Capital-spending reductions by energy companies have the potential to renew earnings growth for the Standard & Poor’s 500 Index, according to Gina Martin Adams, a strategist at Wells Fargo Securities LLC.
The attached chart tracks capital expenditures by components in the S&P 500 Energy Index relative to cash flow from operations, a gauge of profitability. Martin Adams cited a similar chart yesterday in a report.
Industry outlays for land, machinery and other assets have equaled about 1.1 times cash flow this year, based on 12-month readings. This ratio is the highest in the 25-year history of the energy index, according to data compiled by Bloomberg.
“Cuts to forecasts started rolling in in recent months” on energy capital spending that “create better prospects for the bottom line,” Martin Adams wrote. The industry group’s second-quarter profit tumbled 56 percent as S&P 500 earnings dropped 1.8 percent, the first decline since 2009.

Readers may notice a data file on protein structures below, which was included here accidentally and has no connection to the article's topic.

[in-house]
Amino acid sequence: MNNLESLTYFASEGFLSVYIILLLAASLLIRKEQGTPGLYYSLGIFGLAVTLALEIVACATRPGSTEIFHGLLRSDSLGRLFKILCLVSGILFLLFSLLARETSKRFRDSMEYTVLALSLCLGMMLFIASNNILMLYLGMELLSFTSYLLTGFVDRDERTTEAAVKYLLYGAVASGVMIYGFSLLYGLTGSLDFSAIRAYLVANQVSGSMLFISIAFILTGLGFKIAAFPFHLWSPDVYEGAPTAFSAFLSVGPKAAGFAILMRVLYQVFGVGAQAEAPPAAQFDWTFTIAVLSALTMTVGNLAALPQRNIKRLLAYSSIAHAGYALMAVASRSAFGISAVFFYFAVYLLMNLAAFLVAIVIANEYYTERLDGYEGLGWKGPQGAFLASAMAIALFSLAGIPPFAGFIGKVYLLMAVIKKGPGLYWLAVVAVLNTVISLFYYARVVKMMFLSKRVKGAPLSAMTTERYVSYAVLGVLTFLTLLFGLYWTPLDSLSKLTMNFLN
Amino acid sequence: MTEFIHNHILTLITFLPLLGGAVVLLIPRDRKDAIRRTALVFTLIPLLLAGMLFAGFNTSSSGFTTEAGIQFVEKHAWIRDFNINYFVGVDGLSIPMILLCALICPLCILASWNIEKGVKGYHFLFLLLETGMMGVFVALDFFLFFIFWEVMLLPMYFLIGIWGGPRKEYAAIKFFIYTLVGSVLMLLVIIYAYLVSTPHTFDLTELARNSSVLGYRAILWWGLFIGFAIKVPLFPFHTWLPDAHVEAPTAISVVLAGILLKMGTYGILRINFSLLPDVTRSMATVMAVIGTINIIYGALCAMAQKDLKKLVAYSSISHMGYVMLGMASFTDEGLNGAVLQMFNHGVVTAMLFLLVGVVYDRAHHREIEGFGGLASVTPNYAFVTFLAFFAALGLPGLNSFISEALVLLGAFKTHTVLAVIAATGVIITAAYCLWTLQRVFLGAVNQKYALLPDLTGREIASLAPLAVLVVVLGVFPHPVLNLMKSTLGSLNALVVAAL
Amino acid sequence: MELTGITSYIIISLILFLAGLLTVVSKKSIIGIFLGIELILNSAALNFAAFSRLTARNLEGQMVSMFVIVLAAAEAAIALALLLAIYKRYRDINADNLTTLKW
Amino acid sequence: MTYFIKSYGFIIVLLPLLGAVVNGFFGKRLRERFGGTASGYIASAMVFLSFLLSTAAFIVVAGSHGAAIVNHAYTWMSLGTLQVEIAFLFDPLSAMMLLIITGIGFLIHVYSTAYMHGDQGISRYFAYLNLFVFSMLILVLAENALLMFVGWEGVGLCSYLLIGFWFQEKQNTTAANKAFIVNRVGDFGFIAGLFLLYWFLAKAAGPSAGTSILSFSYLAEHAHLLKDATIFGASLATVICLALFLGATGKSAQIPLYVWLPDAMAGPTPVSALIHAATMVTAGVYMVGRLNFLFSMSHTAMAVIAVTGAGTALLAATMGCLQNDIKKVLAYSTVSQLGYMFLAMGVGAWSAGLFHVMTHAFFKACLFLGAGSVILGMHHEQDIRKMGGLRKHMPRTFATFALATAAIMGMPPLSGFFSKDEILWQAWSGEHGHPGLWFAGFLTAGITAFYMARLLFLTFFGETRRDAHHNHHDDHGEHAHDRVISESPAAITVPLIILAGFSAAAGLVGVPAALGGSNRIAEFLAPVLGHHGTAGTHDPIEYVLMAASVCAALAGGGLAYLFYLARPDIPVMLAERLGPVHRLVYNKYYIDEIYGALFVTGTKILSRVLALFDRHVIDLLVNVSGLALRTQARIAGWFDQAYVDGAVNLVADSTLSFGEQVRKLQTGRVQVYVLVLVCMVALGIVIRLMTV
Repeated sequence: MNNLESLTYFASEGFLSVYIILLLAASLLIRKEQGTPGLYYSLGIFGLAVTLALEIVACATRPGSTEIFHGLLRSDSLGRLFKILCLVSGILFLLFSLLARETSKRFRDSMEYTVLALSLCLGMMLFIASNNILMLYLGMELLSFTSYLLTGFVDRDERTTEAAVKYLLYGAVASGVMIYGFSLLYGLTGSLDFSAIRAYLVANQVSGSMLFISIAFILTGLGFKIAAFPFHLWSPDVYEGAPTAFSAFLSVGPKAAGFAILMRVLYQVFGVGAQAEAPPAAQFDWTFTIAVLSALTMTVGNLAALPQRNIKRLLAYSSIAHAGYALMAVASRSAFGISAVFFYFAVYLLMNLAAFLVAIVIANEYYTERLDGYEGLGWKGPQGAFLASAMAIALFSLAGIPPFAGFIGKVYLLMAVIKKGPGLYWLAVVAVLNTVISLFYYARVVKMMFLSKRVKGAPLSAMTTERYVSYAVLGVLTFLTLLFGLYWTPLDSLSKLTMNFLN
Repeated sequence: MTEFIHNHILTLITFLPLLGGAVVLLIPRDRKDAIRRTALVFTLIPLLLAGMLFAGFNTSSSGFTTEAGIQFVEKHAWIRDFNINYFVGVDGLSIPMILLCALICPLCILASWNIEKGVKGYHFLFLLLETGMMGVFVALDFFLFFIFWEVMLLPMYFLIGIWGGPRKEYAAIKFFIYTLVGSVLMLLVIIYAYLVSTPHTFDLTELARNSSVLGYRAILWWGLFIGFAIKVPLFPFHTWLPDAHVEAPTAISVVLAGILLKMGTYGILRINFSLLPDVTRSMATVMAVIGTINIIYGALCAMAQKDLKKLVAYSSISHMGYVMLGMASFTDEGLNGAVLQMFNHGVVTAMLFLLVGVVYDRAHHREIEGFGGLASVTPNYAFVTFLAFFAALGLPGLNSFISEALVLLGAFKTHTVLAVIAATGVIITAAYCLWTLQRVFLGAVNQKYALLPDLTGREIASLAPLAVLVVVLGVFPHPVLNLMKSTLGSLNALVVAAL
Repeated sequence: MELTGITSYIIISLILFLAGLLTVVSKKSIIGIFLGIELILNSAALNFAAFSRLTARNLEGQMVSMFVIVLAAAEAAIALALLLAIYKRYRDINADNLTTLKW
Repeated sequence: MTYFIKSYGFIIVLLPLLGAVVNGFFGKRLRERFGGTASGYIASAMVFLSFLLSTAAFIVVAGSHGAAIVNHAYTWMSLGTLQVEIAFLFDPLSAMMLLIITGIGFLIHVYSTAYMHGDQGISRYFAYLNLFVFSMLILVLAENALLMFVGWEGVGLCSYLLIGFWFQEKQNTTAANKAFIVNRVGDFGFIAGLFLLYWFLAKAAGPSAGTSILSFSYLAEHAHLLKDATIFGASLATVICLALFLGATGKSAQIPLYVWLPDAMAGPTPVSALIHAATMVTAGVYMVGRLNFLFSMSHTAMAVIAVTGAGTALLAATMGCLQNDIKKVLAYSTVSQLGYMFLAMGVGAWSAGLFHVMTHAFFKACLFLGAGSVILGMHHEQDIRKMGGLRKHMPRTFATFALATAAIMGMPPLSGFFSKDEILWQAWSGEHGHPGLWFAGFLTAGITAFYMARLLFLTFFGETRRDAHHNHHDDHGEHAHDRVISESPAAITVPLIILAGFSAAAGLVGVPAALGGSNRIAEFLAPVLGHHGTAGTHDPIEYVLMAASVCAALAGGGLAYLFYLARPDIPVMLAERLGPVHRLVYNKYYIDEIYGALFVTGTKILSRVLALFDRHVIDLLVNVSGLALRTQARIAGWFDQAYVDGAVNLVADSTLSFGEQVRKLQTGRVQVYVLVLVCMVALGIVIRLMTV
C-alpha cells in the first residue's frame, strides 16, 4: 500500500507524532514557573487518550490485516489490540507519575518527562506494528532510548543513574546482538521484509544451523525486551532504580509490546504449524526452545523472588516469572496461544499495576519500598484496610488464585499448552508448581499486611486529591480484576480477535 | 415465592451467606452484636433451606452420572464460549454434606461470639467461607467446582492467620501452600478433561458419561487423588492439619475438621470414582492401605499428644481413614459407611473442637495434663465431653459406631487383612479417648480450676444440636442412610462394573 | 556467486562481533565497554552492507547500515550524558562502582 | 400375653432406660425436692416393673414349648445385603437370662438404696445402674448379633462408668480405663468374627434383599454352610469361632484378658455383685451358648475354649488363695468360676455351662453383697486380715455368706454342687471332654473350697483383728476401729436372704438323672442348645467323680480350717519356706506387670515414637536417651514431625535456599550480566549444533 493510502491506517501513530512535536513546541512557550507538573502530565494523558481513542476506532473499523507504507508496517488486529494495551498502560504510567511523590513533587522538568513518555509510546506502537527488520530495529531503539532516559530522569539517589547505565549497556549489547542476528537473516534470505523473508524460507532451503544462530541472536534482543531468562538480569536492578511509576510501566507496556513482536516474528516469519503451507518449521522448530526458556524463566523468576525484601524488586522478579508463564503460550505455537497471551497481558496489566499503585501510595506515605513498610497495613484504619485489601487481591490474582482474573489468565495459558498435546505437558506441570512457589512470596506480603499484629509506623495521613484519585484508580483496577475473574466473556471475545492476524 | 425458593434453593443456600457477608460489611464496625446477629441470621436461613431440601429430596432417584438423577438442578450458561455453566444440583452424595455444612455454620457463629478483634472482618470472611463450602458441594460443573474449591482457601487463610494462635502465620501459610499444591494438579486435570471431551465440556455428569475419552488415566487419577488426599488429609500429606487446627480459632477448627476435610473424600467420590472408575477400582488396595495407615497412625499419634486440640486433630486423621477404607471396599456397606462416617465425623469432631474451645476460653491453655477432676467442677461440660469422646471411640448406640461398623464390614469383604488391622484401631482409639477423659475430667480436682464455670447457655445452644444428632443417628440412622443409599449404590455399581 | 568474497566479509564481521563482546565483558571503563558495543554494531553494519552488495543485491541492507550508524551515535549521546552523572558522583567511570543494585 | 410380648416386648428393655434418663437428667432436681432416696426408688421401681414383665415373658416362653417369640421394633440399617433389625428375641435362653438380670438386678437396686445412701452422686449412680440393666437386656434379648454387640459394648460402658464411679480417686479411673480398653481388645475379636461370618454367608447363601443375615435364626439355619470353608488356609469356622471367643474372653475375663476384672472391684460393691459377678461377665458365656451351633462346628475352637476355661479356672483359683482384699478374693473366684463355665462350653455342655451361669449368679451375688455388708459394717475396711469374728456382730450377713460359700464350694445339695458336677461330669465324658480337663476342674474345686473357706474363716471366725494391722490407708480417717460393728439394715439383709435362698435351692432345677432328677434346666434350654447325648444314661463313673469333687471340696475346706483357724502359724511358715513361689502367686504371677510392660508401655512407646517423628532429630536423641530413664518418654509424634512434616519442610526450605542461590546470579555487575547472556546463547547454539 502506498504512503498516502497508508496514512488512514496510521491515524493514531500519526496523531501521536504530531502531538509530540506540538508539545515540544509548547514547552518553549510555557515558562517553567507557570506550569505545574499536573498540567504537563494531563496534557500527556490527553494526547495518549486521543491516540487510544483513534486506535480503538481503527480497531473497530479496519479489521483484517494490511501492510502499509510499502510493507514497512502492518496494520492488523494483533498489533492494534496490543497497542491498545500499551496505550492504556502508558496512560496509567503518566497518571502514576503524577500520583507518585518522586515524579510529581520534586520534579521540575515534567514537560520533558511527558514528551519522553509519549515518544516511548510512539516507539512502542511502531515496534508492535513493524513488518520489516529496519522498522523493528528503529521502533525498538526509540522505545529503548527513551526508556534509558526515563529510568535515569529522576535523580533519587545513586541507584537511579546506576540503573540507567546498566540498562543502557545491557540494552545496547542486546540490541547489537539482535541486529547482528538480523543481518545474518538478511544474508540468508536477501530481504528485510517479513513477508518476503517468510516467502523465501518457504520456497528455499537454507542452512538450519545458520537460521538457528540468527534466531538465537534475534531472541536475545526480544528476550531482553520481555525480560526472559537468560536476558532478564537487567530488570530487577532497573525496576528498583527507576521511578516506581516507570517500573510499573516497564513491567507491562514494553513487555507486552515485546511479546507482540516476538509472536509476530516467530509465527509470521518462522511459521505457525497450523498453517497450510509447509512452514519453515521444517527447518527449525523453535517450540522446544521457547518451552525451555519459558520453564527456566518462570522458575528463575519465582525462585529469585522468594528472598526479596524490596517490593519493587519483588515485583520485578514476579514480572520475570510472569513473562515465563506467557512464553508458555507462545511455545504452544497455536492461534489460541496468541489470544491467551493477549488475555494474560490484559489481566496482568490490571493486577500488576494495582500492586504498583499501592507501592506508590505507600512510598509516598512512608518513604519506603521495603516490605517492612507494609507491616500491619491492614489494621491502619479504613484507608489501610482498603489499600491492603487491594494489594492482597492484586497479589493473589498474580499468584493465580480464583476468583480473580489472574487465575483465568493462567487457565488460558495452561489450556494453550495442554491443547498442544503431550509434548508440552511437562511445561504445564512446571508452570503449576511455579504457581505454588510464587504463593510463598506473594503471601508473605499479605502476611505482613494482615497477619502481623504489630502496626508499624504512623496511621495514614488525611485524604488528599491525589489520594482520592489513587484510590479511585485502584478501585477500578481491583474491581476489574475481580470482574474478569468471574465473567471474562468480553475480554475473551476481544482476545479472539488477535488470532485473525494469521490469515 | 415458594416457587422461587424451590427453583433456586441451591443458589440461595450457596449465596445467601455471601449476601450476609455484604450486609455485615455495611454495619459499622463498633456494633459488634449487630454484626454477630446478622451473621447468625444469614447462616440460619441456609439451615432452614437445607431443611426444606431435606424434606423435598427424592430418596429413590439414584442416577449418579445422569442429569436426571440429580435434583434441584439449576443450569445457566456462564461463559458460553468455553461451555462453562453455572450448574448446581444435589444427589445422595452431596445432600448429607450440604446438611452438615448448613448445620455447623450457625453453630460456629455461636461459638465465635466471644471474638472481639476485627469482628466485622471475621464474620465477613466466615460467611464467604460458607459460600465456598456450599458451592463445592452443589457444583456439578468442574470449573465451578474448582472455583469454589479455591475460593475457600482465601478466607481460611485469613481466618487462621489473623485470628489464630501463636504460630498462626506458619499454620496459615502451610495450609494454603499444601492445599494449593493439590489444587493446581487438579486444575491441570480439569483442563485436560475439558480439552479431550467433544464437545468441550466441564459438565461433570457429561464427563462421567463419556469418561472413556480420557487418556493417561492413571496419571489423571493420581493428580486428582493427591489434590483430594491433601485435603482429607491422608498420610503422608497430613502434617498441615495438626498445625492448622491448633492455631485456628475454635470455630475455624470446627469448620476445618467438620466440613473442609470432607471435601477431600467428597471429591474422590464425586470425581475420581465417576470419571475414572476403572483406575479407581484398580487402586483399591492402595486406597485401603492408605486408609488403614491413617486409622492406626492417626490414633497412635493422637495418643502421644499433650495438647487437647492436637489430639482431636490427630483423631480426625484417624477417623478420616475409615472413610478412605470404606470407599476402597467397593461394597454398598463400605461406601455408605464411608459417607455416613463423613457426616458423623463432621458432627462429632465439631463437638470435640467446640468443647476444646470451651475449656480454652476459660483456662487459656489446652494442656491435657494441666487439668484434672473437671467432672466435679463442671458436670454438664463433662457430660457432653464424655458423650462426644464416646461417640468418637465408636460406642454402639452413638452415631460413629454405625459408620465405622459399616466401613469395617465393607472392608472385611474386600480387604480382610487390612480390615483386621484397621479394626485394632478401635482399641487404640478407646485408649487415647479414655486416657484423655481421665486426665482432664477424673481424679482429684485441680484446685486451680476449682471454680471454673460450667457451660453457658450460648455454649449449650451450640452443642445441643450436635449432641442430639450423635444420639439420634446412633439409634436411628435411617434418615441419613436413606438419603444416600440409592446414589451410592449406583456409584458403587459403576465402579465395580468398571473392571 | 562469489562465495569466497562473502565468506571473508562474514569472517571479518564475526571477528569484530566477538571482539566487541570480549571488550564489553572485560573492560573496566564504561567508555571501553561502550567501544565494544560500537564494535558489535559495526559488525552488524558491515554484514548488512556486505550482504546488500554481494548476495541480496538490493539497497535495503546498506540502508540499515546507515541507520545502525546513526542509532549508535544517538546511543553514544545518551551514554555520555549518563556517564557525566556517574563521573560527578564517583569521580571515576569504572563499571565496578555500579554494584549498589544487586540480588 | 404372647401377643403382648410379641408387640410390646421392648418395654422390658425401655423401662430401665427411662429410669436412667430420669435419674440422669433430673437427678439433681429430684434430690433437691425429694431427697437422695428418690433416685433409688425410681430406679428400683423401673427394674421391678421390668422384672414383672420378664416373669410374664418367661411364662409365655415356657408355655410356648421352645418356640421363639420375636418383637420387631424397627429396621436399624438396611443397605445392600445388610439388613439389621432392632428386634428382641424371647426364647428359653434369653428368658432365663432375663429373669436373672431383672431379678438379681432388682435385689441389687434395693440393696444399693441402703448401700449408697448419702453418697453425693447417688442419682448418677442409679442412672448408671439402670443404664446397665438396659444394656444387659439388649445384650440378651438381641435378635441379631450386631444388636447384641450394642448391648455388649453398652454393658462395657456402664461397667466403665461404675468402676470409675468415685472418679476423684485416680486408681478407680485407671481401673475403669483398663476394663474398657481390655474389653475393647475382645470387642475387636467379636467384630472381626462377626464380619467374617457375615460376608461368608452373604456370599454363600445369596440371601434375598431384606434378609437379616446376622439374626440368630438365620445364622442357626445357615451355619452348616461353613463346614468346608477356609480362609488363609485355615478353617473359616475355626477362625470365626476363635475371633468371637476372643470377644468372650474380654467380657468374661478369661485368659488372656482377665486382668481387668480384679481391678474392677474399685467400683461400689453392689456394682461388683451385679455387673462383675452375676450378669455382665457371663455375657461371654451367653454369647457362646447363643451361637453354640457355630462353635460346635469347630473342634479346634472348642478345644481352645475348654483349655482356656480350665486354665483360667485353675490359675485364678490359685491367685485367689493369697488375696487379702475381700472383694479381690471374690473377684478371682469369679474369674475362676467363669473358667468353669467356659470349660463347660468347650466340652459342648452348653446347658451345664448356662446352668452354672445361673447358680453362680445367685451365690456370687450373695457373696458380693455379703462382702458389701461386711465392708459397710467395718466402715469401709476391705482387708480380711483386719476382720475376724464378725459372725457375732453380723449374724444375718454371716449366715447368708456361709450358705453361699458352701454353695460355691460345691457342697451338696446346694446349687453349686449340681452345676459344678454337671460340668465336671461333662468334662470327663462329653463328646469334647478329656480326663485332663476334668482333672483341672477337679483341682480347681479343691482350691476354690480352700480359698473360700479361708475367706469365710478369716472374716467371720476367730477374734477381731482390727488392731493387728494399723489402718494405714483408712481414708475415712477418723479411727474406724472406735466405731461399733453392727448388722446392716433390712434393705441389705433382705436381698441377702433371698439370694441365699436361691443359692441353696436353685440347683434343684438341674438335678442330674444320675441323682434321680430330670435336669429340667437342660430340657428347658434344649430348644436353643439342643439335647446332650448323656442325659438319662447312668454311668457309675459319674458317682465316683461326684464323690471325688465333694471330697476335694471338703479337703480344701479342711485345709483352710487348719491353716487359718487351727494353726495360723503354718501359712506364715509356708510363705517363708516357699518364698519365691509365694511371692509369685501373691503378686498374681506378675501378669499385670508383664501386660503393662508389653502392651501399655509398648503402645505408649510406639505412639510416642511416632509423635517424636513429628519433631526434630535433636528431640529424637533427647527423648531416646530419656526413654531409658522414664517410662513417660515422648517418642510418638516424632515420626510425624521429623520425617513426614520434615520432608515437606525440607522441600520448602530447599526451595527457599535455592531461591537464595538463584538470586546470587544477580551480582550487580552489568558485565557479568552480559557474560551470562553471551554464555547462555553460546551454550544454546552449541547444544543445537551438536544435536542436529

Reduced capital spending in energy is one of two potential shifts that would lift earnings beyond analysts’ estimates, the New York-based strategist wrote. The other is a revenue rebound in other industries.
S&P 500 sales growth outside of energy slowed last quarter to 1.1 percent from the first quarter’s 2 percent, according to data compiled by Bloomberg. Falling oil and gas revenue led to overall declines of 5.2 percent and 3.7 percent, respectively.